Wow, talk about contrary advice… I’m the kind of screenwriter, like most of my writer friends, who sits in a room or a coffee shop all day and writes, only speaking to humans to order caffeine or talk to my writing partner when I want to tell him how bad his stuff is (to make myself feel better about my own crap.) I’m always working on “the one.”
So when I read Marvin Acuna’s article, “The Three Pillars,” which suggests that I better man up and get out there and start networking if I’m going to make it in this biz… I figured, I’m going to man up and get out there and start networking and make it in this biz. I can be likeable in real life. There is one friend of mine who seems to get projects off the ground in big part because he’s excellent at networking (and a great writer, which is the combo Acuna suggests).
Acuna also says you should focus on market intelligence. I actually read Variety every Sunday, but honestly, I forget most of it every time I sit back down to work on my “art” (except the part about the films that made a hundred million – man I’m broke!).
Then I turned the page in Script and read Wesley Rowe’s column, “Hitting the Boards.” He basically said screw that, don’t network, just tell people you have an award-winning script and they need to read it. Be the guy who doesn’t have to have the winning personality, believes in your script as art, and waits for it to speak for itself. Bold. It makes me feel good that sometimes a whole day goes by, and I literally never step outside. My feeling is, I think there’s good advice in both the Acuna and Rowe articles, but it really depends on your personality.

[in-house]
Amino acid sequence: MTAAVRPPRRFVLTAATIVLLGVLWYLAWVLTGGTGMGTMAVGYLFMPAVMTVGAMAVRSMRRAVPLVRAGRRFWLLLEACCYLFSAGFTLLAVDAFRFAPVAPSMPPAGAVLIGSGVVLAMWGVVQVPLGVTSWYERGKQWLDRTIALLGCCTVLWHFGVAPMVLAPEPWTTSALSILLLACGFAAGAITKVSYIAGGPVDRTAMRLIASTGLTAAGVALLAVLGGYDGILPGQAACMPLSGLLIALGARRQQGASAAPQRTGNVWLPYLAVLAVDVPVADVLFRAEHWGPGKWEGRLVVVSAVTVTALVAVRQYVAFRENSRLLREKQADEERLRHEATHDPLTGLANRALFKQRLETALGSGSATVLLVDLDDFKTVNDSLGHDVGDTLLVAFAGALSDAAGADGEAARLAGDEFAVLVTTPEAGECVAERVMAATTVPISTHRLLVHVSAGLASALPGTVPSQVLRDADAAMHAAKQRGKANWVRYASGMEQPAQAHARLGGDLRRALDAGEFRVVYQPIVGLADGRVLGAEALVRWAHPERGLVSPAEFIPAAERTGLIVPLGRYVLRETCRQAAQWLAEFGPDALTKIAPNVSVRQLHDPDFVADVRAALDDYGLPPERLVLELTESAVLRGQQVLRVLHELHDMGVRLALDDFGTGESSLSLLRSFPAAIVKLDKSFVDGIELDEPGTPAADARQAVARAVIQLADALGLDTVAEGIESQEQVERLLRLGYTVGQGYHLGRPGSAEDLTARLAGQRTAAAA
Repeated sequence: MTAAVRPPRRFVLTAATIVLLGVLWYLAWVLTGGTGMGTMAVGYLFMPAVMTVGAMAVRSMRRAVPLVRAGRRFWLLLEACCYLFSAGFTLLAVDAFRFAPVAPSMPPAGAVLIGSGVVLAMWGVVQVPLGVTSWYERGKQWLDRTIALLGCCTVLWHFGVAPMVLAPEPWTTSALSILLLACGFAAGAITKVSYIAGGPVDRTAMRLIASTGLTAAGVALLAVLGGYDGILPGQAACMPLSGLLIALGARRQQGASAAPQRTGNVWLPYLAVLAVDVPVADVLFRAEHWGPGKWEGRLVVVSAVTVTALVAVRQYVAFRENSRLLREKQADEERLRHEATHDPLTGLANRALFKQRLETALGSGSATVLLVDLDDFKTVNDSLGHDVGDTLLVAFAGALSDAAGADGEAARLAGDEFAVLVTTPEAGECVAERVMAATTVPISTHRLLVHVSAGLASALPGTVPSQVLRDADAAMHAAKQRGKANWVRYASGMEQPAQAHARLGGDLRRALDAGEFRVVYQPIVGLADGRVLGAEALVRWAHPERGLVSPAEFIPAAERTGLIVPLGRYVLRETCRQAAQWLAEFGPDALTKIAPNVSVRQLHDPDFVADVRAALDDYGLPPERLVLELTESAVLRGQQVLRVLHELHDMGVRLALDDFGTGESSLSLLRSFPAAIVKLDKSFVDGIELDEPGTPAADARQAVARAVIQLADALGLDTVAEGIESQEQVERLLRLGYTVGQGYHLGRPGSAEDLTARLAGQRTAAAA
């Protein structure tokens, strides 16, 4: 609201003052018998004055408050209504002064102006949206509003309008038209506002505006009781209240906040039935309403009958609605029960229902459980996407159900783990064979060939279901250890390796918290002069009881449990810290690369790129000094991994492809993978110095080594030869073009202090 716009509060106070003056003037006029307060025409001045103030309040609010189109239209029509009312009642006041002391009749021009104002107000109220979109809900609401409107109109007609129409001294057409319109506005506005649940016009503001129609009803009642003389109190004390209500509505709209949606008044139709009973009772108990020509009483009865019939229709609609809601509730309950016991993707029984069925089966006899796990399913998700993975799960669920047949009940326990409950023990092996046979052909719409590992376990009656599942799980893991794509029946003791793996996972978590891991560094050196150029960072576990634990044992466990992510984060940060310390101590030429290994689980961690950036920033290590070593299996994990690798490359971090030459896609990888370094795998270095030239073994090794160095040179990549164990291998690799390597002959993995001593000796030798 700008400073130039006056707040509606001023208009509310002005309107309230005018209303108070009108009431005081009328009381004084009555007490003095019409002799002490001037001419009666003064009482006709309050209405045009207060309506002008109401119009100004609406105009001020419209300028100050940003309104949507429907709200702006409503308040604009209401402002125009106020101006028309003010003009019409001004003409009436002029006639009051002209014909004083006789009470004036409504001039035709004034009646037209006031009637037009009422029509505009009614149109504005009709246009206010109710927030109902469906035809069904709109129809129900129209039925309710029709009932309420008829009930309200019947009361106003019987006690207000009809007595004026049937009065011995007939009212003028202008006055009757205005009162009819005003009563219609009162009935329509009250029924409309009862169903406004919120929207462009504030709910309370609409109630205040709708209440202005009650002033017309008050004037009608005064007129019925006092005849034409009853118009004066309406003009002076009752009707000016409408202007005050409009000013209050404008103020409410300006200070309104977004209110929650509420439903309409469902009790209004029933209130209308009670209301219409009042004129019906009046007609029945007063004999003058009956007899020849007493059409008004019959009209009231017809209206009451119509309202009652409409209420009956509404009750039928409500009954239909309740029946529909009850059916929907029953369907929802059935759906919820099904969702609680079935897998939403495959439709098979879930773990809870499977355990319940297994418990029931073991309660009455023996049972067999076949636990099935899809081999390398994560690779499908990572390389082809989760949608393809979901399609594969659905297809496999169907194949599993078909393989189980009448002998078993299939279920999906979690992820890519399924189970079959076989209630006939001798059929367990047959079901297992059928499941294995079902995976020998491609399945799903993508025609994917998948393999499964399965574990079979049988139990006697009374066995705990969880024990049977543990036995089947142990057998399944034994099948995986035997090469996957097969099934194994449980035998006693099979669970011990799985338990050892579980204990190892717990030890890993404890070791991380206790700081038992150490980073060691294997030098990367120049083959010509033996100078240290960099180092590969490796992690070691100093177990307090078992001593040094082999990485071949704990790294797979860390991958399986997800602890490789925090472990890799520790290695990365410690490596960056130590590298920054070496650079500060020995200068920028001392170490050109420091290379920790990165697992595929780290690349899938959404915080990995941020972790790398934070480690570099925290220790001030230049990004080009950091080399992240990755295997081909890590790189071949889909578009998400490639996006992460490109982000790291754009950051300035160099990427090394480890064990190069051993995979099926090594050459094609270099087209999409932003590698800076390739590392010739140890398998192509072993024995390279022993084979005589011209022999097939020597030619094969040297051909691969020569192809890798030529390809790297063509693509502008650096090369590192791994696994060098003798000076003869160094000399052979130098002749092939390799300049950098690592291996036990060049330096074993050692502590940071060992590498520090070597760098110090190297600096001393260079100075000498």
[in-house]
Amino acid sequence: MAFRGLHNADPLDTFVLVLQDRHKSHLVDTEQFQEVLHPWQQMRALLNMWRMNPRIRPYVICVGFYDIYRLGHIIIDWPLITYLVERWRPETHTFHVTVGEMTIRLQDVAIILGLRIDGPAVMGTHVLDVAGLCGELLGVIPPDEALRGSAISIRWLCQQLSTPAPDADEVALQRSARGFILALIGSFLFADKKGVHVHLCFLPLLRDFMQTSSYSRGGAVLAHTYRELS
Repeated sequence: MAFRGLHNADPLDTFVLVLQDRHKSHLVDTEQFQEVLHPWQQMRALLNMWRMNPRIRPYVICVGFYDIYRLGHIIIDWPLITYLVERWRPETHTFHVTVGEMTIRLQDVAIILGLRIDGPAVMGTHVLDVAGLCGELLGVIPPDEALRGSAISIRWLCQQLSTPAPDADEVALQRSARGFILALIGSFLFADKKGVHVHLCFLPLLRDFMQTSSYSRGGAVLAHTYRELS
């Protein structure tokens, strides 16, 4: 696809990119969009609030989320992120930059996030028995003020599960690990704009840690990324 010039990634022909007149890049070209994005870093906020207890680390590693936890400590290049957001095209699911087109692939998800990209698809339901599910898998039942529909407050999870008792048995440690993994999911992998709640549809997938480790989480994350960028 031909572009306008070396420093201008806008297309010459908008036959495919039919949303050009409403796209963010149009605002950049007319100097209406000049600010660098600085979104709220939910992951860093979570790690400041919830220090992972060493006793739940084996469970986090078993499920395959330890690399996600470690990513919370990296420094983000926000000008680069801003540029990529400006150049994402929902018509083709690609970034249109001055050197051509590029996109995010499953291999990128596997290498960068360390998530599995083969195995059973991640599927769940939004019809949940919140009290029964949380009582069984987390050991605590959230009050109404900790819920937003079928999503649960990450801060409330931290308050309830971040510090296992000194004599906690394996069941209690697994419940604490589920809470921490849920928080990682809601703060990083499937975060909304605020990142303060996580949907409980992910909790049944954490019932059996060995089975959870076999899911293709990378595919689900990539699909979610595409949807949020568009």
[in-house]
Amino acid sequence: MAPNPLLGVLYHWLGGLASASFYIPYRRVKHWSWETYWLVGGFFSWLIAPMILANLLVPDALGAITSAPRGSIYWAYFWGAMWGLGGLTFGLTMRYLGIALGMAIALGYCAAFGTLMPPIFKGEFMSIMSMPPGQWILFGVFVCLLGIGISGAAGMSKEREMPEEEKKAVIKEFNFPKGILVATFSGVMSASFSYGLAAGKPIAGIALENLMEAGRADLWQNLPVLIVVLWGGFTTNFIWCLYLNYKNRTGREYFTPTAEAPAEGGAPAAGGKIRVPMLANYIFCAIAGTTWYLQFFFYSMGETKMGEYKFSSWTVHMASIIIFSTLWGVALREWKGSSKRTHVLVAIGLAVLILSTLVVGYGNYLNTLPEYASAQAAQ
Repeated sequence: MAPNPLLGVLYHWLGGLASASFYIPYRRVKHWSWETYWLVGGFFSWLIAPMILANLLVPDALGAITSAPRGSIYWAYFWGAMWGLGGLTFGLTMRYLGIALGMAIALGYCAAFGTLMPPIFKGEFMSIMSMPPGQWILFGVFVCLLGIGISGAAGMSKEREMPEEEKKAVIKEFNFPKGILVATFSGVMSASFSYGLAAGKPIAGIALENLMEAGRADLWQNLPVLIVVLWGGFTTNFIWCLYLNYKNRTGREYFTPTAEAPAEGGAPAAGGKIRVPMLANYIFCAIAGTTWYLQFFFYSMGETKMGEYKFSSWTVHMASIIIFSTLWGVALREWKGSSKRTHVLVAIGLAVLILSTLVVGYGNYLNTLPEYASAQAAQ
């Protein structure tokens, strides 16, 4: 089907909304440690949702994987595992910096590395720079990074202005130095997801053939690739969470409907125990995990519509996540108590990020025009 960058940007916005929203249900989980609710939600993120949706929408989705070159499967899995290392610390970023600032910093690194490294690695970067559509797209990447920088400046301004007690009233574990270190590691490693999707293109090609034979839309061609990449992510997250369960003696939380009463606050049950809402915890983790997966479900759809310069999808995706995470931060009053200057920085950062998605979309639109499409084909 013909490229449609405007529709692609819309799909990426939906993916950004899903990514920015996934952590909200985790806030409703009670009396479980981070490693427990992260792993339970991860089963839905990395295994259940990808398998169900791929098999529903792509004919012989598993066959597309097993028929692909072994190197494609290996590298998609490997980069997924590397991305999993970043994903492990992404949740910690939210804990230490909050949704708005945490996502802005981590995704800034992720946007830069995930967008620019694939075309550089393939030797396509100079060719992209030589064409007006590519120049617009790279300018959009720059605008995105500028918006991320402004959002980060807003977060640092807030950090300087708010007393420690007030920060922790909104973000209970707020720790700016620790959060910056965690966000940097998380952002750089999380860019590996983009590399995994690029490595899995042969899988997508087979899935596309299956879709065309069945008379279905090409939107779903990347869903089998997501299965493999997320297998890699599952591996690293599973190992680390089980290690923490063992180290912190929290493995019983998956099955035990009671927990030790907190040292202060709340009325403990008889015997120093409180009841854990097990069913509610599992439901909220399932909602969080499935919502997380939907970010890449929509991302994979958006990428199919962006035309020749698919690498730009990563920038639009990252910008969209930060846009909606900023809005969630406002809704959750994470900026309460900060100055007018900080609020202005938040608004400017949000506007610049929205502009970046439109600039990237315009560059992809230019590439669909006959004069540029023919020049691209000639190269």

I know I’ll never be the networker my buddy is because I’m just not the producing type – I think that’s part of understanding what you’re good at and what you’re not. I’m praying my reps can sell “the one” once I write it. But I also know you absolutely have to have a likeable personality once you get in the room with executives. Nobody wants to work with a pretentious asshole who considers his script a work of art that can’t be modified.
Rowe says one can be satisfied that one’s script was better than the movie it was made into. I will admit that he’s right when he says you should really enjoy the script you’re writing. I’m having a hell of a good time writing the script I’m working on now. But I can’t agree that it will ever stand as a piece of art on its own. The finished movie is the art. If the movie turns out bad, the disappointment I would feel, would far outweigh the fun I’m having now while writing it. (I imagine anyway – I’ve never had a movie made.) So what do you think?
Click here for Pt. 1
A redneck from Small Town, North Carolina (population 8,000, high school drop-out rate 40%), one day decided to tackle the film industry. Andrew’s film-school short, Son Up, based off his experience teaching at a juvenile hall, ended up winning seven festival awards and made the regionals for the Student Academy Awards. Andrew’s feature script version of Son Up, co-written with Nick Sherman, went on to win first prize at Cinequest. Then one day, the screenwriting gods shined their rarely shown light down from the Heavens and awarded the Nicholl Screenwriting Fellowship to Andrew and Nick for their feature script, Holy Irresistible. The duo is now repped by Endeavor and Brillstein Entertainment. They have two projects in development and are lucky enough to be co-writing a spec with another writer they’ve admired for years.
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